As with most trends, healthcare has been slow and sometimes hesitant to adopt social media best practices. We already know that not every social media platform is right for every business, or every person for that matter, so it makes sense for the healthcare industry as a whole to be hesitant. However, the times are changing and healthcare providers, organizations and vendors are engaging their customers and patients in this network of socializing, the need is becoming more prevalent.
The Mayo Clinic is a great example of healthcare organizations diving head first into social media. Their website was named the top Health Information Website in the 2013 Harris Poll EquiTrend survey. With a dedicated area, “Mayo Clinic Center for Social Media”, the organizations “believes individuals have the right and responsibility to advocate for their own health, and that it is our responsibility to help them use social media tools to get the best information, connect with providers and with each other, and inspire healthy choices.”
Let’s take a look at how Mayo Clinic has built its success through social media…
Brand Recognition — Consistency is critical here. An organization needs to establish recognition among all its marketing channels – especially social media. Using the same profile photo and company descriptions is important to avoid confusing a follower or visitor when browsing the different channels.
Specific Mission & Values — Social media for a business organization must be done strategically. Content needs to be relevant and interesting while also being well timed. A purposeful mission is important to ensure that all activities are executed in the same direction and with the same core values being reiterated.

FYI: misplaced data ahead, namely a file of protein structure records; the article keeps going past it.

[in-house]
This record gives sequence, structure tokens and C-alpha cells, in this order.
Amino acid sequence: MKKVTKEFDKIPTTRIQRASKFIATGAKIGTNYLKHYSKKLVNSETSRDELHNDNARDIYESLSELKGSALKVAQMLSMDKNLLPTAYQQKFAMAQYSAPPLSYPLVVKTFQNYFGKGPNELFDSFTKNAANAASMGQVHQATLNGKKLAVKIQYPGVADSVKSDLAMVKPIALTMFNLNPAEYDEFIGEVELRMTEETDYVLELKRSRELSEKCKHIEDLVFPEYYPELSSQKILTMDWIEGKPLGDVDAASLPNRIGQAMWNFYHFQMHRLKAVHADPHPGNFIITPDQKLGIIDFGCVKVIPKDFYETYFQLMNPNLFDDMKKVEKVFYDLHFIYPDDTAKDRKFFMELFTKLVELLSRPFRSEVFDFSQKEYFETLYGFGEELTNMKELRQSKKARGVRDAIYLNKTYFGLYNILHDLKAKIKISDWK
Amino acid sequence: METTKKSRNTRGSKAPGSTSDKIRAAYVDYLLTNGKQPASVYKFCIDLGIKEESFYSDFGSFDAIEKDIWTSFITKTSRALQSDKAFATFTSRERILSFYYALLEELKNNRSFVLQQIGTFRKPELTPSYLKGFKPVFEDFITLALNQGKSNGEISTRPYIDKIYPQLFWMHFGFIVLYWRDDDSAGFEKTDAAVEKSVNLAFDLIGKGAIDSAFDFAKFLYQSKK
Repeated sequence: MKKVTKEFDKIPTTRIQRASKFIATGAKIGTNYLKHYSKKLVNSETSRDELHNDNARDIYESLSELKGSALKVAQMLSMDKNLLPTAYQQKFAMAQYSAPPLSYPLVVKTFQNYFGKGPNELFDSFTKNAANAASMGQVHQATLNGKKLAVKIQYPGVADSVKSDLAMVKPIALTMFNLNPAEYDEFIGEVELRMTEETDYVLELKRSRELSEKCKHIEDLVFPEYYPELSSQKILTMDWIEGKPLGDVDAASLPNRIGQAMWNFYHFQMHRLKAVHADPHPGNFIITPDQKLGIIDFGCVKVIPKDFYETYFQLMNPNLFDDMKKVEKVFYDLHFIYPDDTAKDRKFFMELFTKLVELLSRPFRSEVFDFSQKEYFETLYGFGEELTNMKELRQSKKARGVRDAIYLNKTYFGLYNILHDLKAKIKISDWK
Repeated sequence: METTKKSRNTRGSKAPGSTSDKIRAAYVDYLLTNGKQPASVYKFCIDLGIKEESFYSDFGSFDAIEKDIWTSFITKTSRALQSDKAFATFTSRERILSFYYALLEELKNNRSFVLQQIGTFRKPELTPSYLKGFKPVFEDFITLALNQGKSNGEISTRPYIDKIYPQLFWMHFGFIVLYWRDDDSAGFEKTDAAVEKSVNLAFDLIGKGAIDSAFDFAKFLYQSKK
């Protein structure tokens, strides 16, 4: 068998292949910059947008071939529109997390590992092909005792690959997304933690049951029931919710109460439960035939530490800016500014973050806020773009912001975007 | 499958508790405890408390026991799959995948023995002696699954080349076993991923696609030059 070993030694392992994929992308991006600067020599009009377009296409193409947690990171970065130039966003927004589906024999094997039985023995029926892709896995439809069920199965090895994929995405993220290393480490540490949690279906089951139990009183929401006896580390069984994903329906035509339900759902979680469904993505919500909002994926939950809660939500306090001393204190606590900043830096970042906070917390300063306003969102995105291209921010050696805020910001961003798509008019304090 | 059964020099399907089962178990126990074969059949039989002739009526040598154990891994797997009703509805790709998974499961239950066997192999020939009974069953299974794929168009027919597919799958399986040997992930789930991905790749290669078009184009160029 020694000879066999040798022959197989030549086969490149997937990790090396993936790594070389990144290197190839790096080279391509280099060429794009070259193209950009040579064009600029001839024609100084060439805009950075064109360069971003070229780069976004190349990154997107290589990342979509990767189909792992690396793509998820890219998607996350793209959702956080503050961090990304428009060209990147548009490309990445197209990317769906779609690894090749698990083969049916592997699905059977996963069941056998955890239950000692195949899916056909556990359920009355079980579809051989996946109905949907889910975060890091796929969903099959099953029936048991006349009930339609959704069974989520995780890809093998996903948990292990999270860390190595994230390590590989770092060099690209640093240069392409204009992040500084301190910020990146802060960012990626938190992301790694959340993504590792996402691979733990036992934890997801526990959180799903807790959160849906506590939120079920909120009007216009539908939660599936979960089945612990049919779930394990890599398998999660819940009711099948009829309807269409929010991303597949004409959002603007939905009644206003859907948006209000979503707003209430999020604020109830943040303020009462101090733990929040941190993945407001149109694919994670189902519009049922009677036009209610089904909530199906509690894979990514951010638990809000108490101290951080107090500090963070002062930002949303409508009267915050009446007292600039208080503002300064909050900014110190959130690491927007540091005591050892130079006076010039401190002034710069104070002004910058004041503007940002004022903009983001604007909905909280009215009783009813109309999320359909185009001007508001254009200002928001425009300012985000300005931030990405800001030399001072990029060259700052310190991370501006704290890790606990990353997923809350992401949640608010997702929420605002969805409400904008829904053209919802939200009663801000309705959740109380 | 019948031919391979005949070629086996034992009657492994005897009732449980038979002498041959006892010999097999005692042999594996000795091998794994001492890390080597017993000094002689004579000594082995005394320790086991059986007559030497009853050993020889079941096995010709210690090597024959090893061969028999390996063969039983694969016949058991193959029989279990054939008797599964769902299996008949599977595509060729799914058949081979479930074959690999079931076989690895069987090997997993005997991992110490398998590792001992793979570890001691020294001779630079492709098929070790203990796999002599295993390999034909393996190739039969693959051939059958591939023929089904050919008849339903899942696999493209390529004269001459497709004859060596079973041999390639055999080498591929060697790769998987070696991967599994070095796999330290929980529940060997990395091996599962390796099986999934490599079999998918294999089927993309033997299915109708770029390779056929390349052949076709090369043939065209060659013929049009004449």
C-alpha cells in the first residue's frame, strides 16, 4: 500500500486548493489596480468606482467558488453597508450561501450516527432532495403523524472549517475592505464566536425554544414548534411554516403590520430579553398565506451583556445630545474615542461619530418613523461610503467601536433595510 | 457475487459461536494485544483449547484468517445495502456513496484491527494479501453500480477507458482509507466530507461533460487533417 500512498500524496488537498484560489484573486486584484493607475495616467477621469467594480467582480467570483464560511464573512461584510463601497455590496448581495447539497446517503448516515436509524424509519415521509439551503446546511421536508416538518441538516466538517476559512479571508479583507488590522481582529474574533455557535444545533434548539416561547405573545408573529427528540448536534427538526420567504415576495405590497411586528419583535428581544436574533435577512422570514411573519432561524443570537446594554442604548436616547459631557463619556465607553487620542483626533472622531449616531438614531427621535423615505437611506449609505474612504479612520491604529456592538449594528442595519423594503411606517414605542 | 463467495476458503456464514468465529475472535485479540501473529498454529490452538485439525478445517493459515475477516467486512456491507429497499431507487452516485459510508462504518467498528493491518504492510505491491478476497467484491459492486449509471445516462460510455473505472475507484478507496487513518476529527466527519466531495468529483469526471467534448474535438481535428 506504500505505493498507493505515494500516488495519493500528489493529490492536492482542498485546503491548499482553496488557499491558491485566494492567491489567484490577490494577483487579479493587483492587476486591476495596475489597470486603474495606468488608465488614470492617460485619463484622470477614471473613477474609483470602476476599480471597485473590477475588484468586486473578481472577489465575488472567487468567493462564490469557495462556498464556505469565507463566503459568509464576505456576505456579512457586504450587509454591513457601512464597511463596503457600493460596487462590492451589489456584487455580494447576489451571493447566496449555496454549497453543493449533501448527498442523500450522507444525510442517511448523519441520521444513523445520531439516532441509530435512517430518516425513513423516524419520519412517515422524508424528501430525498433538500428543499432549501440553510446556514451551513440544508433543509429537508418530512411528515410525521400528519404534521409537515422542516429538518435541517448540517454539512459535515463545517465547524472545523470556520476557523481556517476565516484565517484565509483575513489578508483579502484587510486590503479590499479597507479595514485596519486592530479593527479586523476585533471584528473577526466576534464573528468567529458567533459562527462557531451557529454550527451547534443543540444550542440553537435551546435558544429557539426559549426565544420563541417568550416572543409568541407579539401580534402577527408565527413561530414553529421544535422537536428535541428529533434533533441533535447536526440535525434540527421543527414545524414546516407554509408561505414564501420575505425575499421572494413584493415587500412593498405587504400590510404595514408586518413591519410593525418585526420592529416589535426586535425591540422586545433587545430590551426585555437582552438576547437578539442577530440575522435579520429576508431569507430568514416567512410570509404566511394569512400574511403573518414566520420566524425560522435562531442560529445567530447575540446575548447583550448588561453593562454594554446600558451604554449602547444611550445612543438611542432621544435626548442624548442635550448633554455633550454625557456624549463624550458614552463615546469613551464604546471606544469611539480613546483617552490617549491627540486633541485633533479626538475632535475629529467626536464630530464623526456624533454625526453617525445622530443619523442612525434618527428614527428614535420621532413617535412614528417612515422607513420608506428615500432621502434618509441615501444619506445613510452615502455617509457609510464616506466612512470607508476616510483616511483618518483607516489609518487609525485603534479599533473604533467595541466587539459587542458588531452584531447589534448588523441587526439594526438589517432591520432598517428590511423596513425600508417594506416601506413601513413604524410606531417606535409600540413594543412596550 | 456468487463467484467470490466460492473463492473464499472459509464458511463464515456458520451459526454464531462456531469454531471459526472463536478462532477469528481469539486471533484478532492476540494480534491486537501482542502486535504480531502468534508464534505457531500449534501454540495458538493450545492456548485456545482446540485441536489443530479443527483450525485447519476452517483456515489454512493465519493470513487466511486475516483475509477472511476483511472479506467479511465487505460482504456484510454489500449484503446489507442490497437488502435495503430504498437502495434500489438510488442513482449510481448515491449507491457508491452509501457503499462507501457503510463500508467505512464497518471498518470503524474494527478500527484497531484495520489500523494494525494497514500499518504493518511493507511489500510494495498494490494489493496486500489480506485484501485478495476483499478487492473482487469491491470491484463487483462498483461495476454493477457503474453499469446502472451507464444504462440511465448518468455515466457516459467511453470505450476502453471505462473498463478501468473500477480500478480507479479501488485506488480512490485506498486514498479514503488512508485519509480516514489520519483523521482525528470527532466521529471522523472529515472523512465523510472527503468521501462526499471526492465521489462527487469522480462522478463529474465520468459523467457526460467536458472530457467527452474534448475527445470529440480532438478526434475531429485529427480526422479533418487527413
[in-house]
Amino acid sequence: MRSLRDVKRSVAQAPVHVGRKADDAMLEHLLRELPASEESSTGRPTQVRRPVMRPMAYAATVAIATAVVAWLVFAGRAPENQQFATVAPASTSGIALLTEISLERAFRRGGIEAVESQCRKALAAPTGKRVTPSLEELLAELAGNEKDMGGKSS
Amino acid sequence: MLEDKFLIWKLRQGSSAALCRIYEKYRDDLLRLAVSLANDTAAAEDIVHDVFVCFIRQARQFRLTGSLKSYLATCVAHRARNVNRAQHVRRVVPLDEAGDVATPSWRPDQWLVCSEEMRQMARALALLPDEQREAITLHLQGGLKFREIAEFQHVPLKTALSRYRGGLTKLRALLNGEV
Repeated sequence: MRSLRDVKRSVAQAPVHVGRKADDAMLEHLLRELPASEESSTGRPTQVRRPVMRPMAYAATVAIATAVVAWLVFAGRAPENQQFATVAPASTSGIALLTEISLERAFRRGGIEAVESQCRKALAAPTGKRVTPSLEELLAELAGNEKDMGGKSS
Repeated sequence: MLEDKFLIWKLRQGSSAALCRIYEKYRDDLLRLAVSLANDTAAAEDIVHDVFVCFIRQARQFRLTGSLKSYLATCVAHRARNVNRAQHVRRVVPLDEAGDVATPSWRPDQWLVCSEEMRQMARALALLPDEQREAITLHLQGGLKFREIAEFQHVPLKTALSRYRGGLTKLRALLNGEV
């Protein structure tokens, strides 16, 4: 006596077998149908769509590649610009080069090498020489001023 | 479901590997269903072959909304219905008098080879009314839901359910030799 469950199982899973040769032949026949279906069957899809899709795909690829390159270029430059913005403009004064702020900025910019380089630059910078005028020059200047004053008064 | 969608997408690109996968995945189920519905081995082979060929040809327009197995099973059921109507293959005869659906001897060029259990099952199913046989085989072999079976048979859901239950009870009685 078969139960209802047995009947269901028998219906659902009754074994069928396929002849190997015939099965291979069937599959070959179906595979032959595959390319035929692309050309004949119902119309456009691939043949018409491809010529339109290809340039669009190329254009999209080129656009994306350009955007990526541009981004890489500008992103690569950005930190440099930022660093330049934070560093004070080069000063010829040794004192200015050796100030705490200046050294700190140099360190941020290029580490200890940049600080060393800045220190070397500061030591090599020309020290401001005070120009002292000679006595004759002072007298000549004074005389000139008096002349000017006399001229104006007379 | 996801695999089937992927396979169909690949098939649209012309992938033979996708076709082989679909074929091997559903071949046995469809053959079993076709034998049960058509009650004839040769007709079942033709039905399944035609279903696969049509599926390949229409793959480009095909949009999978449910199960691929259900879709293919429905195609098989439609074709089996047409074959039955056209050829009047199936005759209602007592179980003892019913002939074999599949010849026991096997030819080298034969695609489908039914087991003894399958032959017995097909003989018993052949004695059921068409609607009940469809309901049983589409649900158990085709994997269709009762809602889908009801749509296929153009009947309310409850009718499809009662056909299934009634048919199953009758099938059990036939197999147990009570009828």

Patient Engagement — In 2012, It was surveyed that 41% of people said social media would affect their choice of a specific doctor, hospital, or medical facility and that parents are more likely to seek medical answers online, 22% use Facebook and 20% use YouTube. This goes back to knowing where your customers and patients are. If patients are actively seeking information online, it is important to be there for them to find you. It’s an age old concept – be there or be square!
Leadership Support — Support from the top of the chain is incredibly important. The executive level of leaders are the driving force in much of an organization’s strategies and goals. If an organization’s executive team(s) do not understand or support the value of social media being used, there is little chance for success.
Innovation — Mayo Clinic is willing to go where their patients are. With their Center for Innovation, the organization tries to stay fresh and engaging with new content through the use of video, graphics, quick posts and blogging.
Do you know of any other successful healthcare leaders in social media?
What have they done well or differently?